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An incisive, gripping exploration of the forces that pushed our unjust system to its breaking point after the death of George Floyd and a definitive guide to America's present-day racial reckoning.   For many, the story of the weeks of protests in the summer of 2020 began with the horrific nine minutes and twenty-nine seconds when Police Officer Derek Chauvin killed George An incisive, gripping exploration of the forces that pushed our unjust system to its breaking point after the death of George Floyd and a definitive guide to America's present-day racial reckoning.   For many, the story of the weeks of protests in the summer of 2020 began with the horrific nine minutes and twenty-nine seconds when Police Officer Derek Chauvin killed George Floyd on camera, and it ended with the sweeping federal, state, and intrapersonal changes that followed. It is a simple story, wherein white America finally witnessed enough brutality to move their collective consciousness. The only problem is that it isn't true. George Floyd was not the first Black man to be killed by police—he wasn’t even the first to inspire nation-wide protests—yet his death came at a time when America was already at a tipping point.   In SAY THEIR NAMES, five seasoned journalists probe this critical shift. With a piercing examination of how inequality has been propagated throughout history, from Black imprisonment and the Convict Leasing program to long-standing predatory medical practices to over-policing, the authors highlight the disparities that have long characterized the dangers of being Black in America. They examine the many moderate attempts to counteract these inequalities, from the modern Civil Rights movement to Ferguson, and how the killings of George Floyd, Breonna Taylor and others pushed compliance with an unjust system to its breaking point. Finally, they outline the momentous changes that have resulted from this movement, while at the same time proposing necessary next steps to move forward.   With a combination of penetrating, focused journalism and affecting personal insight, the authors bring together their collective years of reporting, creating a cohesive and comprehensive understanding of racial inequality in America.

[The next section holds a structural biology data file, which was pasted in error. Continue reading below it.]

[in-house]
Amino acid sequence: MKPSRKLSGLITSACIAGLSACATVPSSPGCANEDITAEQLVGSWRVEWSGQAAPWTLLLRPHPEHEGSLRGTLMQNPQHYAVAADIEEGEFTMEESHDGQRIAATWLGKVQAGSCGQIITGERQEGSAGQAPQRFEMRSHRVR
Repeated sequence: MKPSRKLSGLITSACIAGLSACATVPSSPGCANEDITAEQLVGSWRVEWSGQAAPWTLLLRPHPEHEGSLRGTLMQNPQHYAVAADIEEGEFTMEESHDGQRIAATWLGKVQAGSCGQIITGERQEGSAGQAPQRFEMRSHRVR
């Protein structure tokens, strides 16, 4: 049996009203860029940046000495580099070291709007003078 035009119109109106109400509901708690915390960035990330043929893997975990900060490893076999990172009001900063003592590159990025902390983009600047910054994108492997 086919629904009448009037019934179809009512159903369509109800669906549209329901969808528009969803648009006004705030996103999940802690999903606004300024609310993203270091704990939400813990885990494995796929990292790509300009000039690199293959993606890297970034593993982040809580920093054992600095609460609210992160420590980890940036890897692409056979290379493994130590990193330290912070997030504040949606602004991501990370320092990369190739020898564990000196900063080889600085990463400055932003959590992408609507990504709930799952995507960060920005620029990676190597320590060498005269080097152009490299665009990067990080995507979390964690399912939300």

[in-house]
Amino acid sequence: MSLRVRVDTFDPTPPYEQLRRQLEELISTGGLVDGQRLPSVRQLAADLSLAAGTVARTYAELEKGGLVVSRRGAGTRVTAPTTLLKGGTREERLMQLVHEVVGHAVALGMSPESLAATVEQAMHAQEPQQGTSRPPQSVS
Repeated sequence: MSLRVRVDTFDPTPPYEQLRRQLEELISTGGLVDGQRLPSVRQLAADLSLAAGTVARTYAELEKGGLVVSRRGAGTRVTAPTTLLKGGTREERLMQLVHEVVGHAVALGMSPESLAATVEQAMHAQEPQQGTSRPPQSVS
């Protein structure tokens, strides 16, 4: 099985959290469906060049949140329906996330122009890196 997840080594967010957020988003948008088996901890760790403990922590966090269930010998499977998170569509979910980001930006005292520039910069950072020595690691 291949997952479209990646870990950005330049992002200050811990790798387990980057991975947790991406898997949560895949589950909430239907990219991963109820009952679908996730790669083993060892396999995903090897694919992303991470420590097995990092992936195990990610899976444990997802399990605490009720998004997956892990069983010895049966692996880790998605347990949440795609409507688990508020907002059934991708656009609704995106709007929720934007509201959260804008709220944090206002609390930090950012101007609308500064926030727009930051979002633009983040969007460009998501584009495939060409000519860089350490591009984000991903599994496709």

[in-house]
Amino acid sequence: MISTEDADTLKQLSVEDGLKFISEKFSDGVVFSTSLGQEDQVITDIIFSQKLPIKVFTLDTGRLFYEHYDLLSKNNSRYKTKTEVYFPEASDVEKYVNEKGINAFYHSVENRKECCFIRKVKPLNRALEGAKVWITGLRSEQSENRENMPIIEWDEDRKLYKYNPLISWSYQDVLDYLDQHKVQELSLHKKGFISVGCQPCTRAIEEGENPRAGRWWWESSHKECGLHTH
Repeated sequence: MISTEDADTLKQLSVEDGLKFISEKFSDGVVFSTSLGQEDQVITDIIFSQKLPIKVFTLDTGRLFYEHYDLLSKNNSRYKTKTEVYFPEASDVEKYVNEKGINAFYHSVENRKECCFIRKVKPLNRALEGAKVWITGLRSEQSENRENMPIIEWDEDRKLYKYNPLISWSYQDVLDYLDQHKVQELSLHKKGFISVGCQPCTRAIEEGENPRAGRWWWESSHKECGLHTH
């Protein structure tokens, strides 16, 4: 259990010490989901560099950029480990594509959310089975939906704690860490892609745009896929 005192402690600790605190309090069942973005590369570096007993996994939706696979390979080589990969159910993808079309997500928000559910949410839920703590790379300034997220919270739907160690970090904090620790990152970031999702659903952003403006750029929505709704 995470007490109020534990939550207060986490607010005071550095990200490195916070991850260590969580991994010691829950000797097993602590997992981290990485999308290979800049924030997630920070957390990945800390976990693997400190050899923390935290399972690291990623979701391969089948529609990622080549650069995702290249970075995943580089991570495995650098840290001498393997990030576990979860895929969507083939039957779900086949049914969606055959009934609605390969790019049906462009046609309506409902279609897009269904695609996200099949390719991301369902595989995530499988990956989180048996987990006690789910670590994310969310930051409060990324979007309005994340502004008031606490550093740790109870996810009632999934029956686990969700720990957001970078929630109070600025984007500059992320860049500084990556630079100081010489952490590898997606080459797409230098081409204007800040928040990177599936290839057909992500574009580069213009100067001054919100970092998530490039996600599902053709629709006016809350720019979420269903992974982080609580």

49 review for Say Their Names: How Black Lives Came to Matter in America